“There is no alternative to clinical trials,” he said, presenting a slide of a pyramid ranking meta-analyses as the highest-quality evidence, with those meta-analyses composed of individual randomized controlled trials. To prove the point that high-quality evidence is of utmost importance, he asked the audience to raise their hands if they don’t believe in evidence-based medicine; no one did.
Case studies do have a place in formulating the hypotheses investigated in trials, he said, but only randomized prospective trials can balance for the known and unknown risk factors that determine outcomes. Cohort studies can account for known risk factors, but no one knows everything about medicine, he said.
His work with the European Consortium on Reducing Bureaucracy in Clinical Trials has informed his view that instead of doing away with clinical trials because they don’t translate to the real world, trial participant pools instead should represent the general population, he said.
On the contrary, argued Carsten Niemann, MD, PhD, a clinical associate professor at the University of Copenhagen in Denmark, investigators have to use real-world data to provide evidence of how something works for actual patients. He picked as an example the TRIANGLE trial (NCT02858258)—not coincidentally, led by Dreyling—of autologous stem cell transplantation vs ibrutinib in mantle cell lymphoma and asked the audience if these participants represent their patients with the disease. Those who don’t meet clinical trial inclusion criteria have much poorer survival outcomes, and half of Danish patients with multiple myeloma wouldn’t meet typical trial criteria, he noted. Clinical practice has historically been informed by “the medical art” of incorporating education, training, experience with patients, and discussion with colleagues, Niemann said, but now with the advent of time-series data and genomics, we are moving into the age of the data-driven medical art. Using technology to identify patterns within broad sources of data can overcome the criticisms of real-world data as low-quality, anecdotal evidence, he said.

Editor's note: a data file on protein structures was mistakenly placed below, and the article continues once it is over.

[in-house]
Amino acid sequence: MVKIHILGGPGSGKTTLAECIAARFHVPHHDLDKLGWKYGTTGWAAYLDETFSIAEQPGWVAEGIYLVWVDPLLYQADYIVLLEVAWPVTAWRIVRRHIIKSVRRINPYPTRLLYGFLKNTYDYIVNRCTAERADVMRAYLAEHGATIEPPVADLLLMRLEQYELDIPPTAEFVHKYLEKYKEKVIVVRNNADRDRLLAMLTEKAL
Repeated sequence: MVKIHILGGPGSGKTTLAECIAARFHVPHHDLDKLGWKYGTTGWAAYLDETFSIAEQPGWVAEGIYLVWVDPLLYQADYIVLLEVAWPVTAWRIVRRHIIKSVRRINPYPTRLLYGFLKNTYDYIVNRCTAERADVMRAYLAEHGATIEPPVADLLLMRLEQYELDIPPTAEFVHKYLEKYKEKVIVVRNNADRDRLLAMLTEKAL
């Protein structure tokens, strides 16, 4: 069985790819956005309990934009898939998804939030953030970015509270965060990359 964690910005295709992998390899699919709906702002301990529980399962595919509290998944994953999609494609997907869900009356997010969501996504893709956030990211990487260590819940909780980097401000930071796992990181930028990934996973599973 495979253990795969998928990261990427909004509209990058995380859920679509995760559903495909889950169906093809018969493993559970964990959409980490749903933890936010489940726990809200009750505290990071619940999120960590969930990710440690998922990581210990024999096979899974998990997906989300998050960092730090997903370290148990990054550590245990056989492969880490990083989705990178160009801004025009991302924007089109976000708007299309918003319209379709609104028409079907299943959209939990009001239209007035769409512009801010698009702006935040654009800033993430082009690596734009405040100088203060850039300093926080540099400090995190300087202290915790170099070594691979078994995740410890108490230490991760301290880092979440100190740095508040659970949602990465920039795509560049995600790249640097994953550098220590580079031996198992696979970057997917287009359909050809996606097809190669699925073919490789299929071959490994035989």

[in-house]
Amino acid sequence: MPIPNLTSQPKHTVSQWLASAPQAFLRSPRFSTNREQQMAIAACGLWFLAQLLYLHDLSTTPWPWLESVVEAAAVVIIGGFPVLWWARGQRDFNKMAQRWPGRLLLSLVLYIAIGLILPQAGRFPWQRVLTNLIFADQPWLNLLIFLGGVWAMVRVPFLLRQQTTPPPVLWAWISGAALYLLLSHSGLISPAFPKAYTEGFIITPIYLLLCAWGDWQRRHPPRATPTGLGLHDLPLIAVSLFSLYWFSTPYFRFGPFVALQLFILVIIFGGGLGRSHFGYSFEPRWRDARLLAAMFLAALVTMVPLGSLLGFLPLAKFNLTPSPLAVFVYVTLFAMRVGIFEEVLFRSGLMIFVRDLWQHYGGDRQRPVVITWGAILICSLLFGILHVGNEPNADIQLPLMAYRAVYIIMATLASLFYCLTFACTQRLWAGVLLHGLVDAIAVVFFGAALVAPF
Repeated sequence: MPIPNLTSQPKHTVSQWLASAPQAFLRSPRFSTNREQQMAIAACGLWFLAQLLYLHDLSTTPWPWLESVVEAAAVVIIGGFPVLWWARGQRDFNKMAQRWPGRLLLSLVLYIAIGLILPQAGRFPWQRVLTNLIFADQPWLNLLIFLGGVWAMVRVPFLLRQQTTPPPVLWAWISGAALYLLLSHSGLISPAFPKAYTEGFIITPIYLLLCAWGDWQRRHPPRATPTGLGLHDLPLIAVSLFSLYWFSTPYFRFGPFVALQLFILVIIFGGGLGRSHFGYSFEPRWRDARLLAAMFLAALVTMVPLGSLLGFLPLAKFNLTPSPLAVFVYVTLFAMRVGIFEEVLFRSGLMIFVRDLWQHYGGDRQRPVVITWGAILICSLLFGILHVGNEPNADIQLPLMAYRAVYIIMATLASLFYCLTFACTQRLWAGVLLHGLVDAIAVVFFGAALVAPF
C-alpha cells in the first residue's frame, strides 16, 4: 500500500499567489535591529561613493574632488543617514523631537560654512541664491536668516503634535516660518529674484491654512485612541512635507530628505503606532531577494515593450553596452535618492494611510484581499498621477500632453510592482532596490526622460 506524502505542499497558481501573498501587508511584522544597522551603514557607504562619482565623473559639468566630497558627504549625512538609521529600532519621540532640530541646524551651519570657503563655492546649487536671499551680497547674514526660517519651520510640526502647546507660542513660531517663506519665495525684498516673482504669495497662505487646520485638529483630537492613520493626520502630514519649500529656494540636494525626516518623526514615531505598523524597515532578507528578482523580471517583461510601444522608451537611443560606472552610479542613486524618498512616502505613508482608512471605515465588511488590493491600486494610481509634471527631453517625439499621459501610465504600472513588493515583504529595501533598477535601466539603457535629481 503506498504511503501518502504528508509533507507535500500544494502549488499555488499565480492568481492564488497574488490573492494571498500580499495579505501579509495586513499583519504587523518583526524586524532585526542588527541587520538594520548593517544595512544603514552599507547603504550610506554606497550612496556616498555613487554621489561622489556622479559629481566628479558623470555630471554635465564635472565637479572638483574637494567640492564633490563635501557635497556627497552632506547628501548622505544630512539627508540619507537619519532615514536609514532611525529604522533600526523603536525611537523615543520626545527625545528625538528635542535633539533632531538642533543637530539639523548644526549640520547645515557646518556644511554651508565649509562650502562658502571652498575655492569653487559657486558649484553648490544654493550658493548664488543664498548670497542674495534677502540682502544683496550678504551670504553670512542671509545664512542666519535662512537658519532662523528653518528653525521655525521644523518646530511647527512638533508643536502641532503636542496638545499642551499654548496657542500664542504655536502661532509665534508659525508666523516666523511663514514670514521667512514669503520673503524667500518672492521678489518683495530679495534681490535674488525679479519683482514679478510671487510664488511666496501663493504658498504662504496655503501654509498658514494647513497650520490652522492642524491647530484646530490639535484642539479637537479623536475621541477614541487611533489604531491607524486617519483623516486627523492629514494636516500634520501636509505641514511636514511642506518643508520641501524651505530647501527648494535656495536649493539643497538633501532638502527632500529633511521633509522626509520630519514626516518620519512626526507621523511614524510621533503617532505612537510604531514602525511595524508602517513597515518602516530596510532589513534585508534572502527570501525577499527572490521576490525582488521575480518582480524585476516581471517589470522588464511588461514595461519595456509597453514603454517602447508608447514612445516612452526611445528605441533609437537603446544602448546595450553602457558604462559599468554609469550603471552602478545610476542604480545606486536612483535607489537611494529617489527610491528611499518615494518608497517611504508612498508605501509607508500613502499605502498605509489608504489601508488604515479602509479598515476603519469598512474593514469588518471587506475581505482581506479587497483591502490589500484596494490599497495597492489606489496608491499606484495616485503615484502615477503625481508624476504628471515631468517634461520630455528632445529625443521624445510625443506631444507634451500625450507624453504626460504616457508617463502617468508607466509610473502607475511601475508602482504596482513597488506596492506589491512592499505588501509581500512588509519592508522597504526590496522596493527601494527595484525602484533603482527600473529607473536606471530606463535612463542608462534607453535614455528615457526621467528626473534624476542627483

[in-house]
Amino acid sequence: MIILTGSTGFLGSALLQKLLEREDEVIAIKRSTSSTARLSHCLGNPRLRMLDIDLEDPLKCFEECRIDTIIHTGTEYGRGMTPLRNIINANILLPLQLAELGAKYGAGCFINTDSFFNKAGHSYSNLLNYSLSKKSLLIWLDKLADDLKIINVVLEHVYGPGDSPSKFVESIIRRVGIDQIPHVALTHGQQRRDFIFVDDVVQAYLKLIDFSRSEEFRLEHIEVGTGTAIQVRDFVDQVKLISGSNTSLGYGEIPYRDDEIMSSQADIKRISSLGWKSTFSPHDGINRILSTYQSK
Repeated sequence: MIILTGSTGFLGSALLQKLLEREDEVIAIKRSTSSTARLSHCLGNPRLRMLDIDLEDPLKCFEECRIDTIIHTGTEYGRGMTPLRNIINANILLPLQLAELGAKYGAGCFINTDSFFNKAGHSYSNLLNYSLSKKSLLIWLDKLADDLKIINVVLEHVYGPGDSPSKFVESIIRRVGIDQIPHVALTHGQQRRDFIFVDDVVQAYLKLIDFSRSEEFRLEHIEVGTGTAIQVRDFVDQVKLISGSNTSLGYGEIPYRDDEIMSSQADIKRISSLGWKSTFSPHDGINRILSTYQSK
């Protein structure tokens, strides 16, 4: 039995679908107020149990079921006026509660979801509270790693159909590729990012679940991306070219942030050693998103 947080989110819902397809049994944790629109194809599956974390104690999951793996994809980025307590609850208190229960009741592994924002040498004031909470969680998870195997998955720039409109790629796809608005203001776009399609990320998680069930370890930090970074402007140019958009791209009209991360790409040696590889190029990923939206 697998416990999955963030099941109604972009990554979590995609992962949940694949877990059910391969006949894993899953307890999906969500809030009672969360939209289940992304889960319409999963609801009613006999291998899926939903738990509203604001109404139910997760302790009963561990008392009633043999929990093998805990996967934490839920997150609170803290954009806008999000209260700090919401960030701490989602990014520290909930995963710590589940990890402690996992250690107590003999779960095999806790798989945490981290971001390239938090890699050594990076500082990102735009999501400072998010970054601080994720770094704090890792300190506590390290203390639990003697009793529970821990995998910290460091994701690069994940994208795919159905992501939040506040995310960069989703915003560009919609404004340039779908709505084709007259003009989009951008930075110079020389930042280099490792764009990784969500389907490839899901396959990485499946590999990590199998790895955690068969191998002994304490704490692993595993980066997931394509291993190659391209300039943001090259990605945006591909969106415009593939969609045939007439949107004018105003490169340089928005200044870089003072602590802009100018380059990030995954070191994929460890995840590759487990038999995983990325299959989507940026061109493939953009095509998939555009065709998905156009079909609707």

He highlighted his work with the DALY-CARE cohort of Danish lymphoid cancer research, which links a biobank of tissue samples, national health registries, electronic health record data, and other data sources to determine which patients benefit from which intervention and informs clinicians how to treat them.